In December, Heritage Foundation analysts Andrew Grossman and James Gattuso argued that for President Bush to interpret this language to mean he could take TARP money and give it to auto makers, which are manufacturing companies not "fnanncial institutions," would be legally wrong. Bush had just attempted to get Congress to specifically approve money for an auto bailout, but the legislation failed.
Bush nonetheless went ahead and used TARP money to begin the auto bailout in December.
President Obama expanded the government’s intervention. Obama demanded that the CEO of General Motors, Rick Wagoner, resign and has also attached conditions that GM and Chrysler have to follow to receive additional federal funding. These include producing more “fuel efficient” vehicles and a Chrysler-Fiat merger. Chrysler declared bankruptcy last week.
Several senators, however, indicated that they were originally under the impression that TARP was to be used only to aid financial institutions.
“Initially, it was to take out toxic assets, and that’s where we all thought it would go, but they didn’t limit the language--the language didn’t limit the money to that,” Nelson told CNSNews.com.
“We were told about toxic mortgages, they didn’t buy any toxic mortgages,” Sessions said. “Then, as you know, they started using the money for automobile companies.”
While some in Congress blame the language of the bill, others say they are uncertain of whether the president has the authority to use TARP funds to restructure the auto industry.
Sen. Kent Conrad (D-N. D.) told CNSNews.com Wednesday: “You’d have to ask a lawyer. I don’t know. I just don’t know. I have not researched that.”
Sen. Richard Lugar (R-Ind.), who favored assisting the auto industry last year, said the discussion of the president’s power over TARP funds is “ongoing.”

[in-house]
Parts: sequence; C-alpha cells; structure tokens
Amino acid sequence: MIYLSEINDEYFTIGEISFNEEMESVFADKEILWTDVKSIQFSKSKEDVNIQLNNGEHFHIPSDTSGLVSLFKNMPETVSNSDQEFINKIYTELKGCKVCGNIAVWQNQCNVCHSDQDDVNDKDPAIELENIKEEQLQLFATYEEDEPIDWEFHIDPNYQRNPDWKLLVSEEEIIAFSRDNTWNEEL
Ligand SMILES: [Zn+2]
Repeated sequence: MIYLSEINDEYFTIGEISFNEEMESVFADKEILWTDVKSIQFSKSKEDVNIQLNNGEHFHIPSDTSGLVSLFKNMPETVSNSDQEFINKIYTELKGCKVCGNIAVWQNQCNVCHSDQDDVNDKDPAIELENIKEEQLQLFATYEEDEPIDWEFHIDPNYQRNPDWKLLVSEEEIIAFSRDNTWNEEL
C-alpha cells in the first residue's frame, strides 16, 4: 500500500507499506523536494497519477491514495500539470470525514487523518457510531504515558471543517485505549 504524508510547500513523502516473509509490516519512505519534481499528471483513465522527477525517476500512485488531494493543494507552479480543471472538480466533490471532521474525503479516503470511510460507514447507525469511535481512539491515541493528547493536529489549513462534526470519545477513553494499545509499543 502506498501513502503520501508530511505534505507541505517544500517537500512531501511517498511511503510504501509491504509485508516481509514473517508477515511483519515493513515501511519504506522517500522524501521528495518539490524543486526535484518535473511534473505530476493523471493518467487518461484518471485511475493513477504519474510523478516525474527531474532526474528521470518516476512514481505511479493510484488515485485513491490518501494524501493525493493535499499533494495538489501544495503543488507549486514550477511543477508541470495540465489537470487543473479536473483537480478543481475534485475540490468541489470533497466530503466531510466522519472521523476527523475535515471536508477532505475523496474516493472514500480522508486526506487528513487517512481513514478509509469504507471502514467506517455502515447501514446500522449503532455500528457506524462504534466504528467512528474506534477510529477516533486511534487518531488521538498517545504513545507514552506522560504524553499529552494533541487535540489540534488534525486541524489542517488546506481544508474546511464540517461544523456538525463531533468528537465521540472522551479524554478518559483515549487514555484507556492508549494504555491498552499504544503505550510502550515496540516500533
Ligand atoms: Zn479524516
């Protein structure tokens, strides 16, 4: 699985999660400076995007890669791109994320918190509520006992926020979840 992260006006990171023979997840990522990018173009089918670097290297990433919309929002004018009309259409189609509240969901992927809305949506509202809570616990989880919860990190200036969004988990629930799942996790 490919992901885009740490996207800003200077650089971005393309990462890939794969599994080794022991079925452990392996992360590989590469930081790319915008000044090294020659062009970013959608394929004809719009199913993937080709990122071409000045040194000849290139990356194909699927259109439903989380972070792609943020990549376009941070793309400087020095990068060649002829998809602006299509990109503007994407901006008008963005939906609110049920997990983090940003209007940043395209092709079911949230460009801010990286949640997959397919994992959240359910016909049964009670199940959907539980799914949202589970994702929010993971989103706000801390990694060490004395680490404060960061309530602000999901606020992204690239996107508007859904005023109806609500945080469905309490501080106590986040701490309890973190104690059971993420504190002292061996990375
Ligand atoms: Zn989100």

“The debate is continuing to whether that authority is there,” he told CNSNews.com.
“Essentially TARP is meant for troubled assets and banks but, as you pointed out, it has been utilized in the auto industry--not by unanimous consent,” Lugar said.
In April, House Majority Leader Steny Hoyer (D-Md.) told CNSNews.com that he didn’t know where the president gained the power to use TARP funds to restructure General Motors, but, if needed, Congress would provide that authority. Of course, Congress did not have the votes to provide that authority in December.
When Obama initially announced his action on the auto industry, Senate Banking Chairman Chris Dodd (D.-Conn.) said he did not know whether Obama had the legal authority to do what he was doing and that he, Dodd, had not been consulted at all.
“I don’t know whether there is legislative action needed regarding all this,” Dodd (D-Conn.) told CNSNews.com. “There may be. I just don’t know enough details of this and obviously we’re going to be talking about it.”
“I wasn’t consulted at all on the process, not that I expected to be necessarily, but as the committee of some jurisdiction on this matter, I kind of expected I might hear something," said Dodd. "I’ve been reading about it in the papers basically.”